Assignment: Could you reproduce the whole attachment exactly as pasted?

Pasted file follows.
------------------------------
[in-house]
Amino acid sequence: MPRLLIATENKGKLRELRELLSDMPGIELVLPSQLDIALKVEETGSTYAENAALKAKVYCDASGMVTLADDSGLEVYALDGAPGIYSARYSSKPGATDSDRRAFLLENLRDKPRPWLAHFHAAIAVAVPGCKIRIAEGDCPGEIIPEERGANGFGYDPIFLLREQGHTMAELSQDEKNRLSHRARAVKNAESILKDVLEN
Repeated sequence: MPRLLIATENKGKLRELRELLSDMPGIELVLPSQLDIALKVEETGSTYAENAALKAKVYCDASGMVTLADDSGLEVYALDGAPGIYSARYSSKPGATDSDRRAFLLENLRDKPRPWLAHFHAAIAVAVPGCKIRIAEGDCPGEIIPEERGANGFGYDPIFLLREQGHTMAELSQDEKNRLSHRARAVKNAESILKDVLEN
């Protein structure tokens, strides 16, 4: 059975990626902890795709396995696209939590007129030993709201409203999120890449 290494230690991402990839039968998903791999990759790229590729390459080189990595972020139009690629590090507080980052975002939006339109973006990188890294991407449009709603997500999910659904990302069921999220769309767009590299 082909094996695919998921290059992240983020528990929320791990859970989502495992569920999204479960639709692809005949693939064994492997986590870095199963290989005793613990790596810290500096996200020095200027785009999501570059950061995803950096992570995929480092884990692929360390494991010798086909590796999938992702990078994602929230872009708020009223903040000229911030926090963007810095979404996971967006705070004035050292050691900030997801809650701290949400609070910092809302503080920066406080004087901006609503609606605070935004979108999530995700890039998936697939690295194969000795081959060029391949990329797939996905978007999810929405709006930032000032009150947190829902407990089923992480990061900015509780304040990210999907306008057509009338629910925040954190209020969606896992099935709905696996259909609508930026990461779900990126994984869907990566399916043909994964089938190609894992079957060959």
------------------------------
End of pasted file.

[in-house]
Amino acid sequence: MPRLLIATENKGKLRELRELLSDMPGIELVLPSQLDIALKVEETGSTYAENAALKAKVYCDASGMVTLADDSGLEVYALDGAPGIYSARYSSKPGATDSDRRAFLLENLRDKPRPWLAHFHAAIAVAVPGCKIRIAEGDCPGEIIPEERGANGFGYDPIFLLREQGHTMAELSQDEKNRLSHRARAVKNAESILKDVLEN
Repeated sequence: MPRLLIATENKGKLRELRELLSDMPGIELVLPSQLDIALKVEETGSTYAENAALKAKVYCDASGMVTLADDSGLEVYALDGAPGIYSARYSSKPGATDSDRRAFLLENLRDKPRPWLAHFHAAIAVAVPGCKIRIAEGDCPGEIIPEERGANGFGYDPIFLLREQGHTMAELSQDEKNRLSHRARAVKNAESILKDVLEN
């Protein structure tokens, strides 16, 4: 059975990626902890795709396995696209939590007129030993709201409203999120890449 290494230690991402990839039968998903791999990759790229590729390459080189990595972020139009690629590090507080980052975002939006339109973006990188890294991407449009709603997500999910659904990302069921999220769309767009590299 082909094996695919998921290059992240983020528990929320791990859970989502495992569920999204479960639709692809005949693939064994492997986590870095199963290989005793613990790596810290500096996200020095200027785009999501570059950061995803950096992570995929480092884990692929360390494991010798086909590796999938992702990078994602929230872009708020009223903040000229911030926090963007810095979404996971967006705070004035050292050691900030997801809650701290949400609070910092809302503080920066406080004087901006609503609606605070935004979108999530995700890039998936697939690295194969000795081959060029391949990329797939996905978007999810929405709006930032000032009150947190829902407990089923992480990061900015509780304040990210999907306008057509009338629910925040954190209020969606896992099935709905696996259909609508930026990461779900990126994984869907990566399916043909994964089938190609894992079957060959």